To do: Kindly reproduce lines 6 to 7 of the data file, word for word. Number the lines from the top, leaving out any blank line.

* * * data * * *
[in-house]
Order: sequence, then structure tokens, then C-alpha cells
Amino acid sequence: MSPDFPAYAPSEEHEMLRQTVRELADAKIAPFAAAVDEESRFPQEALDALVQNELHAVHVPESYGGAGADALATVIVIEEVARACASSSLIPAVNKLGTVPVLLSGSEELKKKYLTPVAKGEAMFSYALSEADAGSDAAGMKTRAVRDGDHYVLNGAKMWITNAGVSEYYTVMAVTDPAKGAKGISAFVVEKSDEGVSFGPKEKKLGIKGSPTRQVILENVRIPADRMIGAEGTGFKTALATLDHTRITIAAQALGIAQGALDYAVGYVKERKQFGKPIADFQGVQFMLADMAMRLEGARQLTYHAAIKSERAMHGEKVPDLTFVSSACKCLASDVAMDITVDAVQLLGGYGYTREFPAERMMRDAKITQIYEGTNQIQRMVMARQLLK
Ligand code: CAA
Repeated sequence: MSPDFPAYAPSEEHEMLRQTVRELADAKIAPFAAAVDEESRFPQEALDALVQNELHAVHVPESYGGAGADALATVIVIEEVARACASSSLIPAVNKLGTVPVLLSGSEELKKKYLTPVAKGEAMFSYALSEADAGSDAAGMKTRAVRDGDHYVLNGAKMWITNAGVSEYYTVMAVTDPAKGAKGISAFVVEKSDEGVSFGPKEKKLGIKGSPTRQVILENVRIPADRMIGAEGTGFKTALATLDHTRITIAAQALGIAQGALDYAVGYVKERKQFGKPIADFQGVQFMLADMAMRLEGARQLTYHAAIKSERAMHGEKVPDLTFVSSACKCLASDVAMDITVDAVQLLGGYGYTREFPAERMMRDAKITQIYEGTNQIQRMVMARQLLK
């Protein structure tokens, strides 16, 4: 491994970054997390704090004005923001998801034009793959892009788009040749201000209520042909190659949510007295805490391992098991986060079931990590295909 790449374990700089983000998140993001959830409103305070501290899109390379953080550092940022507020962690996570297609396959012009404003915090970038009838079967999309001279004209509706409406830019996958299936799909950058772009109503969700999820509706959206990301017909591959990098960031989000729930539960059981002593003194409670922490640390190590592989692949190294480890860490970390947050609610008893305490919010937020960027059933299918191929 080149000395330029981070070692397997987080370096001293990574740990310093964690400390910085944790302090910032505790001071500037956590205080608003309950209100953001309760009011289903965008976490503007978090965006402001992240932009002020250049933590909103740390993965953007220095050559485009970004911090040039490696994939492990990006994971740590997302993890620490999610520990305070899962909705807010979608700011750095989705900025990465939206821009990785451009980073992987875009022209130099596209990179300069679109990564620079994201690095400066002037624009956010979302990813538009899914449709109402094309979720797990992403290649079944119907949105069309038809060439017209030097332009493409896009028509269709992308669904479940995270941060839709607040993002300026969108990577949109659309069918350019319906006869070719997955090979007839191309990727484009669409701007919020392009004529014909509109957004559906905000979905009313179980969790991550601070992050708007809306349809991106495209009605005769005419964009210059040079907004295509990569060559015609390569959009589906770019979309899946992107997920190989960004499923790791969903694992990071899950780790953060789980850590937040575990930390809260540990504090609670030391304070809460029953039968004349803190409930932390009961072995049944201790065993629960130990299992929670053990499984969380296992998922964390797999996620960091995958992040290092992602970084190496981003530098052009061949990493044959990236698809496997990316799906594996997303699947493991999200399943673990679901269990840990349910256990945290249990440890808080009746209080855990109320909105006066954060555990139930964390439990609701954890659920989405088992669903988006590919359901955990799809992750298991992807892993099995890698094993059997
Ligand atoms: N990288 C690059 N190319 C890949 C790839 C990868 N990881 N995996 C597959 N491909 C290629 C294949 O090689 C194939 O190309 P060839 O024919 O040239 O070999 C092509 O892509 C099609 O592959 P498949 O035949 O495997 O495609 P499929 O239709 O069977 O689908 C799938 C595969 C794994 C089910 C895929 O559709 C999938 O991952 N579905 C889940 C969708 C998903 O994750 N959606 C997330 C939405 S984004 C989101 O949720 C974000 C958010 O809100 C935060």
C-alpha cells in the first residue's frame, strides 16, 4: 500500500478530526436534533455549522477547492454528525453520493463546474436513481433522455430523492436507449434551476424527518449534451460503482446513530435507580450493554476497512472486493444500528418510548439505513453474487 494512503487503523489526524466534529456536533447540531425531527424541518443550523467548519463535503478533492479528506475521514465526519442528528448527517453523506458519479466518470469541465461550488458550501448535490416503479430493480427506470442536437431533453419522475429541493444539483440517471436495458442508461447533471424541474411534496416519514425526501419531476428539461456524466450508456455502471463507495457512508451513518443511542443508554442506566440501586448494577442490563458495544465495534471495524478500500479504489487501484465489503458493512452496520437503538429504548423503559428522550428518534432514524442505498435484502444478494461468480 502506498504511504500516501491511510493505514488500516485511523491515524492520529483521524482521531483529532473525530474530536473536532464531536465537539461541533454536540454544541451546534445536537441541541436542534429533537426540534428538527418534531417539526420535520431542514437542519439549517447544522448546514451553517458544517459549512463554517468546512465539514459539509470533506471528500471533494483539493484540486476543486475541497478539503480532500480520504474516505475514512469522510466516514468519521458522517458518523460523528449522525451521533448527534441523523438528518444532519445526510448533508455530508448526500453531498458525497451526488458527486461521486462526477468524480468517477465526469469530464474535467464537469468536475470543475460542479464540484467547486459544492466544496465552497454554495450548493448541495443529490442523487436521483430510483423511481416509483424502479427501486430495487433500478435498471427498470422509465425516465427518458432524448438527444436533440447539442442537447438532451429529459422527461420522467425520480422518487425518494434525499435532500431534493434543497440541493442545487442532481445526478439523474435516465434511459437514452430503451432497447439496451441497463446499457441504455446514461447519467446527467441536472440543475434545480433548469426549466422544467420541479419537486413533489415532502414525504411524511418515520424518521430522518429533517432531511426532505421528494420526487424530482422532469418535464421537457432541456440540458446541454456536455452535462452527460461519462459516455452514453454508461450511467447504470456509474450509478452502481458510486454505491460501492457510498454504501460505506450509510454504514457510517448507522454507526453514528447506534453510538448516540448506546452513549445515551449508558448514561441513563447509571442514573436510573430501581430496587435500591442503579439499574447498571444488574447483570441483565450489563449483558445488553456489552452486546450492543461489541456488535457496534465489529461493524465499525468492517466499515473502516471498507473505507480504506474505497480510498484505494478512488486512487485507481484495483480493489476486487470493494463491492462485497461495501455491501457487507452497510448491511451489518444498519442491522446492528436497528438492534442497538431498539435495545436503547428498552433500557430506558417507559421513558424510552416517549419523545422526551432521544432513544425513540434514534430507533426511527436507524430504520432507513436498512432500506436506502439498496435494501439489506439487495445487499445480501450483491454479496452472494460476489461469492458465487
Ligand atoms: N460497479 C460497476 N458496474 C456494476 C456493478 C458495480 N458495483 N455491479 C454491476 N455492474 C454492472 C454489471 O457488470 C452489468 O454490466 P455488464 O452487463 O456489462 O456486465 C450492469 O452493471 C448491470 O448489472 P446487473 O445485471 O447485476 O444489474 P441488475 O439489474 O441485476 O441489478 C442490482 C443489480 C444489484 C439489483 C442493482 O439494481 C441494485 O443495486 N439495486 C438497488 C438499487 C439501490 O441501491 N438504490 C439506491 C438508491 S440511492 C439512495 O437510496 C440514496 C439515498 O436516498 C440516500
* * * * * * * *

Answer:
């Protein structure tokens, strides 16, 4: 491994970054997390704090004005923001998801034009793959892009788009040749201000209520042909190659949510007295805490391992098991986060079931990590295909 790449374990700089983000998140993001959830409103305070501290899109390379953080550092940022507020962690996570297609396959012009404003915090970038009838079967999309001279004209509706409406830019996958299936799909950058772009109503969700999820509706959206990301017909591959990098960031989000729930539960059981002593003194409670922490640390190590592989692949190294480890860490970390947050609610008893305490919010937020960027059933299918191929 080149000395330029981070070692397997987080370096001293990574740990310093964690400390910085944790302090910032505790001071500037956590205080608003309950209100953001309760009011289903965008976490503007978090965006402001992240932009002020250049933590909103740390993965953007220095050559485009970004911090040039490696994939492990990006994971740590997302993890620490999610520990305070899962909705807010979608700011750095989705900025990465939206821009990785451009980073992987875009022209130099596209990179300069679109990564620079994201690095400066002037624009956010979302990813538009899914449709109402094309979720797990992403290649079944119907949105069309038809060439017209030097332009493409896009028509269709992308669904479940995270941060839709607040993002300026969108990577949109659309069918350019319906006869070719997955090979007839191309990727484009669409701007919020392009004529014909509109957004559906905000979905009313179980969790991550601070992050708007809306349809991106495209009605005769005419964009210059040079907004295509990569060559015609390569959009589906770019979309899946992107997920190989960004499923790791969903694992990071899950780790953060789980850590937040575990930390809260540990504090609670030391304070809460029953039968004349803190409930932390009961072995049944201790065993629960130990299992929670053990499984969380296992998922964390797999996620960091995958992040290092992602970084190496981003530098052009061949990493044959990236698809496997990316799906594996997303699947493991999200399943673990679901269990840990349910256990945290249990440890808080009746209080855990109320909105006066954060555990139930964390439990609701954890659920989405088992669903988006590919359901955990799809992750298991992807892993099995890698094993059997
Ligand atoms: N990288 C690059 N190319 C890949 C790839 C990868 N990881 N995996 C597959 N491909 C290629 C294949 O090689 C194939 O190309 P060839 O024919 O040239 O070999 C092509 O892509 C099609 O592959 P498949 O035949 O495997 O495609 P499929 O239709 O069977 O689908 C799938 C595969 C794994 C089910 C895929 O559709 C999938 O991952 N579905 C889940 C969708 C998903 O994750 N959606 C997330 C939405 S984004 C989101 O949720 C974000 C958010 O809100 C935060």